****I received a free copy from the author in exchange for an honest review****
This is going to be an interesting review. “The Reflection Collection” is an anthology of nine short stories that range in topics and varying genres. Everything from sci-fi to cyberpunk to fantasy, with each story written in a style reminiscent of a dry textbook assigned for class reading in college. The stories range in length, but none are particularly long, and only a few are related to one another, otherwise they are their own self-contained universes. Some of the stories are written with a dry humor that you’ll miss if you aren’t paying attention, and some are a bit more “crass” than others, so they really do run the gamut. It makes it hard to review as some stories were more enjoyable than others, but because there are nine of these short stories, I won’t be reviewing each one individually because that will end up being longer than the book itself. So I’ll be looking at the book as a whole, and needless to say, it is definitely best suited for a particular kind of reader…
One common thread for all the stories, is the lack of world building. The authors all start their stories as if the reader is already familiar with the world and setting these tales take place in, so the story instead focuses on the psychological mindset of the main character. So if you care more about a mind trip, then this is perfect for you. Me personally, I wanted more world building so I could better familiarize myself with the places I was suddenly thrust into, it would have made the characters thought process make a bit more sense, as I’d better know the exterior factors affecting them.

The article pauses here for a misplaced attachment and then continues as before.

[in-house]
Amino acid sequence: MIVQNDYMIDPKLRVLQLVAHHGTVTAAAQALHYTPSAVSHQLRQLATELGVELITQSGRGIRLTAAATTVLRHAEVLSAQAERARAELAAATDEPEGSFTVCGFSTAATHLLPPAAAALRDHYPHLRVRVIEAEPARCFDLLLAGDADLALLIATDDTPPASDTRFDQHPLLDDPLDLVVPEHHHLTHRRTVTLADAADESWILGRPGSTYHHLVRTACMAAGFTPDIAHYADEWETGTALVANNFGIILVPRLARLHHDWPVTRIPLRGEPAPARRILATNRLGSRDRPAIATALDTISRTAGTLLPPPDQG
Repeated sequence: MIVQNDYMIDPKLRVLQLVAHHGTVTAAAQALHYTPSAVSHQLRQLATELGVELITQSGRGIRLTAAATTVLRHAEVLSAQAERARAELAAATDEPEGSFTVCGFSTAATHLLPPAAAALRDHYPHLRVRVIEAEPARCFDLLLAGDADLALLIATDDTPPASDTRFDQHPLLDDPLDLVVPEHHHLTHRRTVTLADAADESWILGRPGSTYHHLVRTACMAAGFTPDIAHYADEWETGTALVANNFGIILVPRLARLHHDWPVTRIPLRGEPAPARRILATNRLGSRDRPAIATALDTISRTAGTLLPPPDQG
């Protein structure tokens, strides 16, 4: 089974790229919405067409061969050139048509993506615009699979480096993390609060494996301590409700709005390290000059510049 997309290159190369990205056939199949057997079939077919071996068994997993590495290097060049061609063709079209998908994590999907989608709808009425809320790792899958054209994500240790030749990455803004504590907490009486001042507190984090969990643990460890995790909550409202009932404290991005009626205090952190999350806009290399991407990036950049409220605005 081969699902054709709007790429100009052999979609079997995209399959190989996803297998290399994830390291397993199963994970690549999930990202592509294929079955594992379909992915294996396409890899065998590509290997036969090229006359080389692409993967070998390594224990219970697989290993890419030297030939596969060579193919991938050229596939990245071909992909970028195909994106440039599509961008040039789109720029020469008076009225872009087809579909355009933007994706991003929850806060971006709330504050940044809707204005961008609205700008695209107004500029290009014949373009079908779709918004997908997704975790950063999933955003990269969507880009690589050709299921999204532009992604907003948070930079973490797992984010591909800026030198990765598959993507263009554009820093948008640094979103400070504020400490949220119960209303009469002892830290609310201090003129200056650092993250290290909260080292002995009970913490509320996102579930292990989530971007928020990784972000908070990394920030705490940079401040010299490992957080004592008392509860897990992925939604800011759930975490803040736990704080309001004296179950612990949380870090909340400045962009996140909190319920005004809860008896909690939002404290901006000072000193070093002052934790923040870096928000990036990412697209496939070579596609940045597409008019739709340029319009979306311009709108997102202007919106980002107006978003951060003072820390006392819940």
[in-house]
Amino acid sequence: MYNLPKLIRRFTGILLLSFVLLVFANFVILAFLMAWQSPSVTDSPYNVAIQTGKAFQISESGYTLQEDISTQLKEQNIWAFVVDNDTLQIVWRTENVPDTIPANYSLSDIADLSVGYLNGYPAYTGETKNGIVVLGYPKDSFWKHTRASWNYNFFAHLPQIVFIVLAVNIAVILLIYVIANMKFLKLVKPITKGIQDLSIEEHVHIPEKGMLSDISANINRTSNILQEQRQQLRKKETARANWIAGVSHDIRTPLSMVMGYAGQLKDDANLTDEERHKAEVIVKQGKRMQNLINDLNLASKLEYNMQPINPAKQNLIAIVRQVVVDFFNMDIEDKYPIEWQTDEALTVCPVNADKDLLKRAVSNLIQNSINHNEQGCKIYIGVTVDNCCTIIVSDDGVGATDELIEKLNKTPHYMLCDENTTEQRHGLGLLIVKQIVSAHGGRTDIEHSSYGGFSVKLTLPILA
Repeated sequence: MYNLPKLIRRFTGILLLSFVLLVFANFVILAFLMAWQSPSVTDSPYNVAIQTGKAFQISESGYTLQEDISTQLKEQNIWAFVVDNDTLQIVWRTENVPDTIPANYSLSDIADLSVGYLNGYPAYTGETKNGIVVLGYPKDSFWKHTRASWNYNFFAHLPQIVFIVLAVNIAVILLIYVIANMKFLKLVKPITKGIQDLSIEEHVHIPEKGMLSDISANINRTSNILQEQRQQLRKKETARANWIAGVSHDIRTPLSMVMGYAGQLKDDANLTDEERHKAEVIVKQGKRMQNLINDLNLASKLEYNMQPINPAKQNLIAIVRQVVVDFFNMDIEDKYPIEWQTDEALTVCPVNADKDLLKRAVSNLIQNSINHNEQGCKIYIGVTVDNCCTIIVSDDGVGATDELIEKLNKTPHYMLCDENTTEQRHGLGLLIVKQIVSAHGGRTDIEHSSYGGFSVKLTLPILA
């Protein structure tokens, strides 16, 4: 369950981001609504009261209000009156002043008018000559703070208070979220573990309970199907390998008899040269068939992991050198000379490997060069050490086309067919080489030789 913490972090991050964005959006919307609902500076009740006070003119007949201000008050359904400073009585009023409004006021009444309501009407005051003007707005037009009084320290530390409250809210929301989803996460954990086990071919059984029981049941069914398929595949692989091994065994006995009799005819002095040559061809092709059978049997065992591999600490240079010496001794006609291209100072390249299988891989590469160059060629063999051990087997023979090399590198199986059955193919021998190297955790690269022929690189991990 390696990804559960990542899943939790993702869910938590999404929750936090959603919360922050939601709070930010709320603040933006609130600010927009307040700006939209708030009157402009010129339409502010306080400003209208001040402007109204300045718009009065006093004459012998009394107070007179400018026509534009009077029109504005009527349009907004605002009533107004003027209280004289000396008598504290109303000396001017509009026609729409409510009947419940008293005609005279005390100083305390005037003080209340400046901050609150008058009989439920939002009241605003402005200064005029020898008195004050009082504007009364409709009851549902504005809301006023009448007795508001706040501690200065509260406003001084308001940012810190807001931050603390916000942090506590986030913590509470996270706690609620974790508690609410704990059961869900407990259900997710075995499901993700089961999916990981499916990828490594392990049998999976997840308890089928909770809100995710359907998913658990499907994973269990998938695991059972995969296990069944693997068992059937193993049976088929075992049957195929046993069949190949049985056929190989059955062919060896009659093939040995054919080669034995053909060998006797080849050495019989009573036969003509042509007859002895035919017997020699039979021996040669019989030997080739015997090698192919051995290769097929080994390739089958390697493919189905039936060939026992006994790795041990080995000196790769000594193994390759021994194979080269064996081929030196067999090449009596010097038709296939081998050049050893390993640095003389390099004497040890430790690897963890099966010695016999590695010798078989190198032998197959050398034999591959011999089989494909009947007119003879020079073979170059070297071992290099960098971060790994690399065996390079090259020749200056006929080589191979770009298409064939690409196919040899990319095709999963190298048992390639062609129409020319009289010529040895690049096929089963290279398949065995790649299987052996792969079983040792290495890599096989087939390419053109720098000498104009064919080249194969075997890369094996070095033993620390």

If you are a fan of a more sophisticated and dry writing style with tones of humor buried in the subtext, then this is a great collection for you. For me, I felt myself zoning out as I was reading as the language and style felt like a college textbook, and it never quite captured my attention. When I caught myself doing that, I forced myself to focus, and then I’d see some of that dry humor, but it was never enough to suck me in and keep me immersed in these various worlds.
Ultimately, it turns out this is not the book for me, but I can see why others would enjoy it. Really, if more world building had been present so it wasn’t just a look at these various worlds through a kind of memoir style recollection from different characters, I’d probably give the book a higher rating, but too often I was just trying to get through it. The writing style is interesting though, and I applaud all the SAT words they managed to use in a way that made sense, but I have trouble giving this book higher than a 2.75 star rating.
Click the book images to see them on Amazon!